South Korea asks U.S. for 'maximum flexibility' on Iran sanctions waiver

October 30, 2018 - 20:32

South Korea has asked the United States for “maximum flexibility” on its request for a waiver to prevent South Korean companies from being affected by renewed U.S. sanctions against Iran, the foreign ministry said.

The sanctions against Iranian crude oil exports are set to take effect on Nov. 5 as part of President Donald Trump’s efforts to force Tehran to accede to a more restrictive deal on curbing its nuclear programs.

South Korea, a U.S. ally and one of Asia’s biggest buyers of Iranian oil, has already stopped crude imports from Iran. South Korean building firms have also cancelled energy-related contracts in Iran due to financing difficulties.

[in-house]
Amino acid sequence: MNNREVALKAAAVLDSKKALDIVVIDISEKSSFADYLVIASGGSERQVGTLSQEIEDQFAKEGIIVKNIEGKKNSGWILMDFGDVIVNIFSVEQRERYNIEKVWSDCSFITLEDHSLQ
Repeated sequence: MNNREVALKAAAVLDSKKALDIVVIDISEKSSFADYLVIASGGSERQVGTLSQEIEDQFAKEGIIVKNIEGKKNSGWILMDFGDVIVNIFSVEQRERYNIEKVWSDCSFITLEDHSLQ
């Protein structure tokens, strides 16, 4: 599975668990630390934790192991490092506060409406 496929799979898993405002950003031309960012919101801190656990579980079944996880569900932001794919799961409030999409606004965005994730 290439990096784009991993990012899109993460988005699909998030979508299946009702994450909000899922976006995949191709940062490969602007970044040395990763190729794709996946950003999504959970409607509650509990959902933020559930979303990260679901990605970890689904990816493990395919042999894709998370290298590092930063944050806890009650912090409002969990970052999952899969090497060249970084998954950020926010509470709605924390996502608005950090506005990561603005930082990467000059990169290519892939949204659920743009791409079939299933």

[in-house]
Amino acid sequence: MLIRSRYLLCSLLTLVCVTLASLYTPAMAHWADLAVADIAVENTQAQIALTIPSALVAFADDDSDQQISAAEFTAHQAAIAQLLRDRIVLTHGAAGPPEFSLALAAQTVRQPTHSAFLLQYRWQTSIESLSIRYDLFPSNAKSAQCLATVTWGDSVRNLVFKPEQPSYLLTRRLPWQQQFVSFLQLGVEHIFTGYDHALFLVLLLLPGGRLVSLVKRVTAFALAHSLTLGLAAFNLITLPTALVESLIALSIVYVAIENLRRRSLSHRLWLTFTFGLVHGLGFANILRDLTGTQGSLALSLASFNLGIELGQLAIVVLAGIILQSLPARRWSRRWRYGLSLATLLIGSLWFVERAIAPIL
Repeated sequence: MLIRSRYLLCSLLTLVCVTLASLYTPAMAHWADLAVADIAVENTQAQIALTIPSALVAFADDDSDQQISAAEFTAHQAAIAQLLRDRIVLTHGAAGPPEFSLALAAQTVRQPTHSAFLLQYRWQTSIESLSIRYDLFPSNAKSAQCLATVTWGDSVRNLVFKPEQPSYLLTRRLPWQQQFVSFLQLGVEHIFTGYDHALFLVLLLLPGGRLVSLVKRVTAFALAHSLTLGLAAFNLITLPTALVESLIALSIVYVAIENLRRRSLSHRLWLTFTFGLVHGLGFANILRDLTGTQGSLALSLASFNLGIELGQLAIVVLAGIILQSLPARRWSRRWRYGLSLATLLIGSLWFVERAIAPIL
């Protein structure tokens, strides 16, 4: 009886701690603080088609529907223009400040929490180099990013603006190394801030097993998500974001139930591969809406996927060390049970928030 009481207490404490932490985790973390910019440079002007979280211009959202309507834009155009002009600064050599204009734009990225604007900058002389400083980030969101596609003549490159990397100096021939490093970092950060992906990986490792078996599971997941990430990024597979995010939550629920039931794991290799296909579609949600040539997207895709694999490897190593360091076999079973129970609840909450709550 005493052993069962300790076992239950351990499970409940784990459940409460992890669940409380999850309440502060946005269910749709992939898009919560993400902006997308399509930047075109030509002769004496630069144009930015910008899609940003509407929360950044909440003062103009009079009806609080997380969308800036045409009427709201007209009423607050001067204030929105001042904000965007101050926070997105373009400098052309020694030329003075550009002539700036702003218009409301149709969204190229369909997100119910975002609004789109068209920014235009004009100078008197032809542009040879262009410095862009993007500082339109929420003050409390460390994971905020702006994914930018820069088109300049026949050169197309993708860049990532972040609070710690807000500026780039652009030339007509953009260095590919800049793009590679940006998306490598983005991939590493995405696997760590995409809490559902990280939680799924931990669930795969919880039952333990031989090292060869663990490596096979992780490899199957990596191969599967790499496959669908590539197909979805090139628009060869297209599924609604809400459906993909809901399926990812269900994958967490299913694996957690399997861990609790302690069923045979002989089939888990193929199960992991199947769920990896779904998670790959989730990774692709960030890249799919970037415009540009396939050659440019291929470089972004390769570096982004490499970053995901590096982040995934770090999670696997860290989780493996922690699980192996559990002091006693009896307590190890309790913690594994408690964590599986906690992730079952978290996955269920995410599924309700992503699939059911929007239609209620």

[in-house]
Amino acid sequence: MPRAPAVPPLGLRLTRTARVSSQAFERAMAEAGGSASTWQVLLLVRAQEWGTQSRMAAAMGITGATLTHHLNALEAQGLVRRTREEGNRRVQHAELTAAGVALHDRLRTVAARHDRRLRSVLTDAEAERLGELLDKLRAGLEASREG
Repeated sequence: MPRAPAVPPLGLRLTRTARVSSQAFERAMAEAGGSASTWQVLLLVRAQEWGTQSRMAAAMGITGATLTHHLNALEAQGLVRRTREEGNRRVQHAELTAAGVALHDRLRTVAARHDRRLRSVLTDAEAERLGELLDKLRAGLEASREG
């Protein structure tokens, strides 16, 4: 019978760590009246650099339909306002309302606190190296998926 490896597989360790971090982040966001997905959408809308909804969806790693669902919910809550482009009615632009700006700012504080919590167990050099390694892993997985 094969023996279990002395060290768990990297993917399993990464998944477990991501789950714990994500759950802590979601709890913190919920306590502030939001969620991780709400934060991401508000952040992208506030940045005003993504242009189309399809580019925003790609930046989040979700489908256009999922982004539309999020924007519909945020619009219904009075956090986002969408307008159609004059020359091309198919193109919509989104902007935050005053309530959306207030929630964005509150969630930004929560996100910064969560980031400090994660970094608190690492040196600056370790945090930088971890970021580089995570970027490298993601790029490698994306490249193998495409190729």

Foreign Minister Kang Kyung-wha asked for the exemption in a telephone call with U.S. Secretary of State Mike Pompeo late on Monday, the ministry said in a statement.

“Minister Kang requested the U.S. side exert maximum flexibility so that South Korea can secure an exemption to minimize the damage to our companies,” the ministry said.

Pompeo said he noted Seoul’s position and would continue discussions on the matter, the ministry said.

The exemption issue is the latest sign of strain between Seoul and Washington over a range of issues, especially the enforcement of sanctions aimed at limiting North Korea’s nuclear and missile programs.

South Korea and Japan have been in talks with the United States in a bid to avoid adverse impacts from the reimposition of U.S. sanctions on Iran. Both countries won waivers during the previous round of sanctions that ended in 2016, but Washington has adopted a more aggressive stance this time.

(Source: Reuters)

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